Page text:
This picture of the "Cat's Eye Nebula," taken on September 18, 1994, by the NASA Hubble Space Telescope is officially referred to as NGC 6543. Estimated to be 1,000 years old, the nebula is a visual "fossil record" of the dynamics and late evolution of a dying star. NGC 6543 is an exploding star 3,000 light-years away in the northern constellation Draco.

They should have called it the "Oily Red Rose Nebula." As the Quran states in Surat ar-Rahman (chapter 55), "When the sky is torn apart, so it was (like) a red rose, like ointment." How would the Quran know 1,400 years ago that when a star explodes, it is like a oily red rose? (Source)

We see it now in the years 1999/2000! and Quran mentioned it almost 1400 years ago. (Sources 1, 2, 3)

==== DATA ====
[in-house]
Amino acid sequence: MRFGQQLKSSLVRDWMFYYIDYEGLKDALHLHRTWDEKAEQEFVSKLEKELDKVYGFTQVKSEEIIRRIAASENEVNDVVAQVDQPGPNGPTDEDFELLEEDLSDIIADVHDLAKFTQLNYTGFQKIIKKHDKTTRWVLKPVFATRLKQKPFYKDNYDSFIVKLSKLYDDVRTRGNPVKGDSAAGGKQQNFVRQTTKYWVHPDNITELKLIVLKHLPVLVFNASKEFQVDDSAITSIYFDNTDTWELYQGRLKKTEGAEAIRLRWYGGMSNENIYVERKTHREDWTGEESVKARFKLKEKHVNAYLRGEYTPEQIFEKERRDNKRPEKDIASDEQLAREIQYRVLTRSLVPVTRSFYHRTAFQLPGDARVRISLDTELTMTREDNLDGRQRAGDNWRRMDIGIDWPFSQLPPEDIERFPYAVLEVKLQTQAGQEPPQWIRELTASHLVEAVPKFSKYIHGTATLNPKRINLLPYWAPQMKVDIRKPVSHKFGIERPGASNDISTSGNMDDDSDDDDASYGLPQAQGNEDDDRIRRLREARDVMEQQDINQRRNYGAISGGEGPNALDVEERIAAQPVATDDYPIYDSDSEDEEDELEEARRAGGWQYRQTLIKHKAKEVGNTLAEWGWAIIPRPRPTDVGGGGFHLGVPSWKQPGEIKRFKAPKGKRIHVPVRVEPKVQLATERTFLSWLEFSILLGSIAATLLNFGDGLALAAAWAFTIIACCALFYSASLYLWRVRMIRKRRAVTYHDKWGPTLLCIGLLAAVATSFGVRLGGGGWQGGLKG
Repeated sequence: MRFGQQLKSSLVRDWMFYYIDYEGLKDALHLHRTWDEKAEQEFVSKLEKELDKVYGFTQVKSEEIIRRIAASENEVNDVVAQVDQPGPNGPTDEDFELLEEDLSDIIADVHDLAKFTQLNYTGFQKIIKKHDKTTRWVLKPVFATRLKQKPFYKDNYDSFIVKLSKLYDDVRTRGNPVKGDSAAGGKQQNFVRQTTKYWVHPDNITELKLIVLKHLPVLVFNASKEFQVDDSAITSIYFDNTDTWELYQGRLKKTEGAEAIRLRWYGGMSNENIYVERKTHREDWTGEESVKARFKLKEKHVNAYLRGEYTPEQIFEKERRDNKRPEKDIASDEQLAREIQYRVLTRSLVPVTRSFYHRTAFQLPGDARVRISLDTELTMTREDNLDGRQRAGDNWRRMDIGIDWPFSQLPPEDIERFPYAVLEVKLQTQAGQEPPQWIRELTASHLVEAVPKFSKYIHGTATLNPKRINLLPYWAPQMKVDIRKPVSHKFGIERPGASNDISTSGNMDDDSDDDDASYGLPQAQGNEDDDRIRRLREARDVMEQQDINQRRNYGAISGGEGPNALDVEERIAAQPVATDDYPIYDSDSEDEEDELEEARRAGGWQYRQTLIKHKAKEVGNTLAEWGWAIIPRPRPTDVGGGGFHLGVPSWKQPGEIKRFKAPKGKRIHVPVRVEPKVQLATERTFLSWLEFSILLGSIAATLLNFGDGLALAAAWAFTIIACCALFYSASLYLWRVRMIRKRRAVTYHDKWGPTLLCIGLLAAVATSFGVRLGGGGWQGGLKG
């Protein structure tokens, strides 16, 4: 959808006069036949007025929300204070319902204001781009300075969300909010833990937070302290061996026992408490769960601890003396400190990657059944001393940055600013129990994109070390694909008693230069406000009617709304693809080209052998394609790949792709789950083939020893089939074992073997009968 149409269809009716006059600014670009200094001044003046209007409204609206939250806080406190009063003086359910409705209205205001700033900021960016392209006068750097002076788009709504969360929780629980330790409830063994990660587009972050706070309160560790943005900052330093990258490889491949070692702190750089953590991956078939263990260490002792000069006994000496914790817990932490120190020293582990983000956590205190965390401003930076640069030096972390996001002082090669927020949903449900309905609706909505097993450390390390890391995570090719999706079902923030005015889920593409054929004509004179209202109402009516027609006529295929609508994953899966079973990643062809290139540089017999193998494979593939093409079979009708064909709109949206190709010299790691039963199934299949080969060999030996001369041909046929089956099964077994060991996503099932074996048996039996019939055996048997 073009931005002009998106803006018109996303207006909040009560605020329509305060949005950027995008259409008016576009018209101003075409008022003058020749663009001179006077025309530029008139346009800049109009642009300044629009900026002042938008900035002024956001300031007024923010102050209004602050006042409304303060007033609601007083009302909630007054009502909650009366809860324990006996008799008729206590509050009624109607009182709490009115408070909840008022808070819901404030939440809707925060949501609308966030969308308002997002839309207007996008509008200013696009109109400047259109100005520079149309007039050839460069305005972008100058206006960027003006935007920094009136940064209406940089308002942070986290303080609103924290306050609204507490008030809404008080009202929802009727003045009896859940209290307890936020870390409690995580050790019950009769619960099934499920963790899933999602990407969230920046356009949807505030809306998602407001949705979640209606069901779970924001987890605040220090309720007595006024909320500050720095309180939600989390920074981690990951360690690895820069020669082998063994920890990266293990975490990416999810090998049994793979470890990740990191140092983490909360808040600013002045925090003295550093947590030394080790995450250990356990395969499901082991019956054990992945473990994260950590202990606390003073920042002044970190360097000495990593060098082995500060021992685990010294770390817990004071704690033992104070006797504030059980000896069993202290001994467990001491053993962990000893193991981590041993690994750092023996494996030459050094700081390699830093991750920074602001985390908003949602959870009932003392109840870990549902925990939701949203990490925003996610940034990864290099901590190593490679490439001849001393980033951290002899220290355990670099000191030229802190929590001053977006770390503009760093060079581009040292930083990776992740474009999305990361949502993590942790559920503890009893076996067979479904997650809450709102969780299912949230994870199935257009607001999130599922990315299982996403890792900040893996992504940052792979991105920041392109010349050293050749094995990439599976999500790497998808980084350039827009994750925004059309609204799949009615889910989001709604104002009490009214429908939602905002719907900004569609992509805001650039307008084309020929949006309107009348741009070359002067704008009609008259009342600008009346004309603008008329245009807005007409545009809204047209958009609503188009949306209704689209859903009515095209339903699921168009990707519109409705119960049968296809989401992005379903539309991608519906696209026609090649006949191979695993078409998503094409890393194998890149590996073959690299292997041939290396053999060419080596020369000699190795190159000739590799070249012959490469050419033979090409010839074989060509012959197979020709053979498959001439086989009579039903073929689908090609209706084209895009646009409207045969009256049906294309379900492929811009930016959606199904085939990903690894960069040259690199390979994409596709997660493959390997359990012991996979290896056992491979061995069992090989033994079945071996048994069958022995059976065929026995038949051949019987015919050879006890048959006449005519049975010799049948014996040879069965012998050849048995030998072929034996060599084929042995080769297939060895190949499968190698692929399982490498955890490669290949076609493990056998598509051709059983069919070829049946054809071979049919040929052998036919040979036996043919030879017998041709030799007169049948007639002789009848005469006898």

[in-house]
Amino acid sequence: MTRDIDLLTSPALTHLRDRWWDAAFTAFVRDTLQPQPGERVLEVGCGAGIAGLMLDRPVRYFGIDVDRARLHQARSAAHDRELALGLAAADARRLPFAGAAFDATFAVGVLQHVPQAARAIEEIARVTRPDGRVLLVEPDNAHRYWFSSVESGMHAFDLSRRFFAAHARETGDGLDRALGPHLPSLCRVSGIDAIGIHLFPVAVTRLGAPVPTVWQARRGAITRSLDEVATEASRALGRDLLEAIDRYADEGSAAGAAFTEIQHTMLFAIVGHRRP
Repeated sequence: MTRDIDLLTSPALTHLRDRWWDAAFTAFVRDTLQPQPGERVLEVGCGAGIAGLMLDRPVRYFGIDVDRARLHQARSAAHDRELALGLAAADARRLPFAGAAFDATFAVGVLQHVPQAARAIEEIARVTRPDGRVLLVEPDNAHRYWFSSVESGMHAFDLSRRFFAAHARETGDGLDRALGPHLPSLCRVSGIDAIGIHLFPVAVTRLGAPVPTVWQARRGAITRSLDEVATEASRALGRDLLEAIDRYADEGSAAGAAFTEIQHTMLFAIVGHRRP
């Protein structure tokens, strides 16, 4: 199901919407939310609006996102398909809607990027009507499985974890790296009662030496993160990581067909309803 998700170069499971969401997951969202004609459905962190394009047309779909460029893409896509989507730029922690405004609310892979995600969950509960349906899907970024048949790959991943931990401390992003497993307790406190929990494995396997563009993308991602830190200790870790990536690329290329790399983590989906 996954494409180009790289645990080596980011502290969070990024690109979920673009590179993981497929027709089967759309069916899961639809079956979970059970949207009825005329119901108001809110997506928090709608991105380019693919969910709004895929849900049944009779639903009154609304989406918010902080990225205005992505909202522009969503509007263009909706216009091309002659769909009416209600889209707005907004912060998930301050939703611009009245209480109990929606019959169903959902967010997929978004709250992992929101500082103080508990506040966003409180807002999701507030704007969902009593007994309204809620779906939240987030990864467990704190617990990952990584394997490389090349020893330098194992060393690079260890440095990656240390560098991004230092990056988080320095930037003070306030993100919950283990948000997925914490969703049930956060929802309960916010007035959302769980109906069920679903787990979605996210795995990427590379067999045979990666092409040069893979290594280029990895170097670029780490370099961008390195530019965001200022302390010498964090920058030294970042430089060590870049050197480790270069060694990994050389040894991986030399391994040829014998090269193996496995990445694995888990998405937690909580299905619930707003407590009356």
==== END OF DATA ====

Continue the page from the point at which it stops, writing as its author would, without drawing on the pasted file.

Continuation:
It is amazing with regards how accurately the Quran describes these events some 1400 years ago!!! (Source)

"When the sky splits apart, and turns rose-like..." (Qur'an 55:37) Compare this statement in the Qur'an to the above NASA picture taken by the Hubble Telescope. The picture captures the "Splitting" of "a" sky. Why didn't NASA call this the "rose nebula" instead of the Cat's Eye Nebula? (Source)

There are, however, several problems with the Muslim claims. The first one will become obvious when comparing a number of translations of Surah 55:37:

And when the heaven splitteth asunder and becometh rosy like red hide - (Pickthall)
When the sky is rent asunder, and it becomes red like ointment: (Yusuf Ali)
And when the heaven splits up and turns crimson like red hide (Nooruddin)